Anti-death penalty groups outraged over law speeding up executions in Florida
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06/24/13 Janelle Irwin
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Florida Governor Rick Scott is poised to execute more people in one term than any of his recent predecessors based on a new law that goes into effect July 1 that speeds up the death penalty process. The law also makes it legal for the state to destroy case records as soon as 60 days after an execution has taken place.

The "Timely Justice Act" requires the governor to sign a death warrant no later than 30 days after a death row inmate’s appeals have been exhausted. After that, the execution has to happen within 6-months. With Governor Rick Scott’s signature, the clock has already started ticking on 13 inmates who have exhausted their appeals. Once their time runs out, Scott will have executed 21 people in just one term. That’s as many as former Governor Jeb Bush who executed the same number of prisoners, but over the course of two terms. Richard Dieter is the executive director of the Death Penalty Information Center.

“There’s been a review by the American Bar Association, there’s a review underway by the Florida Supreme Court. There are problems with Florida’s death penalty, systemic problems that need to be addressed. Speeding up the process is not necessarily the main way to solve these problems.”

The most troubling of those problems Dieter says, for every three people who have been executed in Florida, one death row inmate has been exonerated.

“Florida has had 24 people who were on death row, but then all convictions were wiped out and they were freed which is the most of any state in the country.”

But supporters say the bill is needed to ensure the process moves quicker. During floor debate, Senator Rob Bradley, a Republican from the Gainesville area, argued it wasn’t fair for victims’ families to have to wait for justice.

“There’s nothing in this bill that prohibits someone who has a legitimate claim of innocence from bringing that claim even up to the day of execution. So, this is not about a question of innocence, it’s about making sure that timely justice is realized.”

Legal experts are concerned about another provision buried in section 13 of the bill that allows the secretary of state to destroy case records. That could lead to cover-ups of wrongful executions. Howard Simon, the executive director of the ACLU of Florida, says it also removes accountability.

“I think it makes it terrible that the records will be destroyed, because given the fact that executions are speeded up, it makes it more likely that Florida will execute an innocent person.”

The group Floridians for Alternatives to the Death Penalty led by Tampa resident Mark Elliott urged Governor Scott to veto the legislation. His office received more than 15,000 emails and phone calls asking for a veto. Elliott said one of the most logical messages sent to the governor was that the bill was unnecessary.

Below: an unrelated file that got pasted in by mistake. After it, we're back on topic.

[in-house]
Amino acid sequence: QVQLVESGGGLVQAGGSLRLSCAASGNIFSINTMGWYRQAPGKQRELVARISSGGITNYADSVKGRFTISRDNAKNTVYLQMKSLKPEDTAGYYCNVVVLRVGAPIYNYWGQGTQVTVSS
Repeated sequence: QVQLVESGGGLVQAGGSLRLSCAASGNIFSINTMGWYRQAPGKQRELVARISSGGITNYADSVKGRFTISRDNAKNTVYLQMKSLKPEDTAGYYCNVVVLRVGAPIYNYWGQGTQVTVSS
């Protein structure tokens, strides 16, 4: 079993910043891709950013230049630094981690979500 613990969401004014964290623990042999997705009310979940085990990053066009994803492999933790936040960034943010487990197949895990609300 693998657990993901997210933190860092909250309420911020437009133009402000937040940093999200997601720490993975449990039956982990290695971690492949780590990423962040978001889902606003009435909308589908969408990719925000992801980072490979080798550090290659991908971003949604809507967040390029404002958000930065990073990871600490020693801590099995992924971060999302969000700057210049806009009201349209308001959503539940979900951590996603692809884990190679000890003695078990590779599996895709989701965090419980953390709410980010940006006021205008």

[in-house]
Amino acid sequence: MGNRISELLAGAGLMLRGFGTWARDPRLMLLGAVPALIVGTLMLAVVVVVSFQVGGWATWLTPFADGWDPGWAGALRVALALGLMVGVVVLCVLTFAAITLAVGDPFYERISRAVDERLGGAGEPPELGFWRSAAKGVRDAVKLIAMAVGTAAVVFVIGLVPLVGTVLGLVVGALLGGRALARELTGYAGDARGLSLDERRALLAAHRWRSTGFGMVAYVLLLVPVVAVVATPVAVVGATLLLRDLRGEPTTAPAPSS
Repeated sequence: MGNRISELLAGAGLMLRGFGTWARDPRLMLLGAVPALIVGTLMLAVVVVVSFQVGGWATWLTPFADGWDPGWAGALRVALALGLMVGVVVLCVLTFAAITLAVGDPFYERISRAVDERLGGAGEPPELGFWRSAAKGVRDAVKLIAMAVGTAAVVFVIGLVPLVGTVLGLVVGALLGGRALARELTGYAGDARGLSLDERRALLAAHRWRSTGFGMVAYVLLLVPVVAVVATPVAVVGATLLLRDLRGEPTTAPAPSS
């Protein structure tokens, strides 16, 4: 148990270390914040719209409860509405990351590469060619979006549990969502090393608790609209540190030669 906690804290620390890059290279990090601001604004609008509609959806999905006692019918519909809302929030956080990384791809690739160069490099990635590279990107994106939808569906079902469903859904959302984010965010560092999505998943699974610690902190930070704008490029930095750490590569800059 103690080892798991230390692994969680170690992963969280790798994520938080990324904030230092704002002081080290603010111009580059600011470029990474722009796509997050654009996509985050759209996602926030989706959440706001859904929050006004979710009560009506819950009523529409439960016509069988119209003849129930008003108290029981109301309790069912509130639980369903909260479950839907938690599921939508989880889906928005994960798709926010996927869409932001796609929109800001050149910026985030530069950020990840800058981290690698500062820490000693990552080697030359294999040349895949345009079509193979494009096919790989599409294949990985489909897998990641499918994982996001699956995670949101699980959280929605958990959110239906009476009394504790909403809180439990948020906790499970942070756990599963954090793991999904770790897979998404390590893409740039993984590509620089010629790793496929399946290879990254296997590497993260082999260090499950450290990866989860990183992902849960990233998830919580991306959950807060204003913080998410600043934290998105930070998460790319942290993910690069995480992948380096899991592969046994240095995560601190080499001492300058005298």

“Florida is actually, the time between sentencing and execution is almost two years less than the national average, so this was not an urgent problem to take care of.”

Pennsylvania has a similar law. The Death Penalty Information Center’s Dieter says no one in that state has been executed since the late 90s.

“What Pennsylvania does is require the Governor to sign the death warrant after the state appeals are over. But the Governor does and the Governor has signed over 100 execution warrants and none of them have been carried out because there are still some appeals. So, sometimes these laws attempt to put a speedier process in place, but there’s still federal courts, there’s still U.S. Supreme Court, there’s still even state courts that say there’s something else we want to review and we’re just not going to carry out this execution no matter what the law says.”

Supporters of the bill are looking at it as a way to save money. The bill also increases the amount of capital defense cases attorneys can field at one time from five to ten. That leaves opponents to the death penalty, including the ACLU’s Simon, concerned that inmates will not only have less time to prove their cases, they’ll also have less access to quality counsel.

“The Governor, in response to our criticism when he signed the bill, released a press release on the very day that he signed the bill and then left the country in which he said that the bill makes technical amendments to current law. And I just want to say, I think that is a distastefully deceitful defense. This is not a bill that just makes technical amendments. The authors of this bill in the legislature, the House member and the state Senator that were the sponsors of this bill had one goal in mind, to increase the number of executions and to speed up the number of executions.”

Six states have abolished the death penalty since 2007 including Maryland this past May. Other states narrowly defeated abolition measures this year including Colorado and Oregon. However Governors in those states have put a hold on executions and are likely to take up bills again next year.

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